Thirty-eight Years on the Job

A man sitting at a picnic table inside the dog park waved to me as I entered with Elmer. He was a regular with a rescue husky like mine. We’d talked on several occasions but hadn’t shared names although we both knew the other’s dog’s name. Dog parks are like that.

I put him in his mid sixties and remembered he walked with a slight limp.

The huskies converged and started running around and playing. A couple of other dogs joined to party and I headed toward the man to say hello because it seemed like the cordial thing to do.

I said hello and he stood up and began walking toward the melee of dogs. I joined him.

He’s always filming the dogs in the park with his phone. He must have thousands of minutes of footage.

The songbirds were out and I heard a woodpecker and sounds of construction in the distance.

We began talking about our dogs and then there was a pause and I asked him what he did for a living. He told me he worked at driving a forklift, loading and unloading pallets of milk. He’d had the same job for 38 year in the same warehouse not far from the park.

I said I marveled at his longevity and that was no condescension. I truly did. There is no way I could have ever worked the same job for 38 years in a row.

He said he was about ready to retire and had a good pension and Social Security pending. He was set in his retirement, a comfortable middle class existence that simply won’t be possible for the next generation of forklift drivers. Of course all forklift drivers might be replaced by robots but I think not.

I asked the man what he planned to do in retirement. He said he was moving out of Oregon. There was a hint of disgust in his face when he said Oregon and I instantly caught his drift. The state was too Blue, too damn liberal. He was a Trumpian and wanted to live among other Trumpians.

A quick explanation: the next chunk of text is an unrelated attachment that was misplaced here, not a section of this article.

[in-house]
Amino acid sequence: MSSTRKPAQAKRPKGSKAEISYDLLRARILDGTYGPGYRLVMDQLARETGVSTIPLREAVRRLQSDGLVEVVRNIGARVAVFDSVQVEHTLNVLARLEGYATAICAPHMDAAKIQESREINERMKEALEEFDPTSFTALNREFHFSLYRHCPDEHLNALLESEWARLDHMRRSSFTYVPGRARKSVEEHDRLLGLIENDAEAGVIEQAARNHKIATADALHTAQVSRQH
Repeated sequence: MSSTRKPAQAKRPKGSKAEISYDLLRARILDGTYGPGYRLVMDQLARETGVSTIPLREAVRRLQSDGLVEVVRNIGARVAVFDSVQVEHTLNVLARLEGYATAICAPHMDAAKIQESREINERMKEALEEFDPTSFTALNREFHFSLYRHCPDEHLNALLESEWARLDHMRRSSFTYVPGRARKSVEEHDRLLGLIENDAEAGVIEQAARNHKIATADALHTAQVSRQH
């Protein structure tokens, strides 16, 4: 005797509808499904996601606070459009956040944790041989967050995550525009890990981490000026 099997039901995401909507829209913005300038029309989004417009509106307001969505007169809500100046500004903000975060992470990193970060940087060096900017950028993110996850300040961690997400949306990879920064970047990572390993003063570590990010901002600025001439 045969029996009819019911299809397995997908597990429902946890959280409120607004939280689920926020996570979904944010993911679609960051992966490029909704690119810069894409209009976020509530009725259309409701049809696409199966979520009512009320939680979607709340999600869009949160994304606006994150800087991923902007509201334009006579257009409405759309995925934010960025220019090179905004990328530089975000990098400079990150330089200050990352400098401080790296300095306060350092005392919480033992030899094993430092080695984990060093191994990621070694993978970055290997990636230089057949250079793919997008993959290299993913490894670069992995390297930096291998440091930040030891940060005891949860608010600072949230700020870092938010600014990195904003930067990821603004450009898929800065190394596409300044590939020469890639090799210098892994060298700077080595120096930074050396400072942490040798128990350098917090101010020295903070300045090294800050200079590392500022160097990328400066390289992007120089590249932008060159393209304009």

He told me he was looking to move to South Carolina or Tennessee, buy some land, get more huskies.

Imagine living your whole life in a progressive place like Portland, Oregon and then moving to those backward states with their insane and racist legislators and members of Congress. But it happens all the time these days, as does the reverse of people moving out of states like Florida because they can’t stand the reactionary MAGA politics. (I met such a man at this dog park a few days ago.)

The man didn’t elaborate and I didn’t probe. No one has uttered a work of politics in this park in my two months of visits and I think that is a good thing. There is no middle ground left in America.

Except for dogs.

Dogs flew around us and made us laugh. The man asked me what I did for a living. I told him I was a retired English teacher.

He lit up when I said that and said he loved to read, fiction, biographies, anything, he owned hundreds of books.

We discussed books for a minute and I mentioned my love of finding gold in street libraries. He said he’s never looked in one but would have to give it a try.

The man then launched into the story of his favorite high school teacher, a Mrs. Bleeker or something like that. She had taught him freshman English and he really discovered a love of reading from her.

I wondered if any of my former students are in a dog park talking about how they discovered a joy of writing from me. It seemed unlikely.

We talked some more about books and then he had to leave.

I wondered if he would like reading The Old Crow Book Club.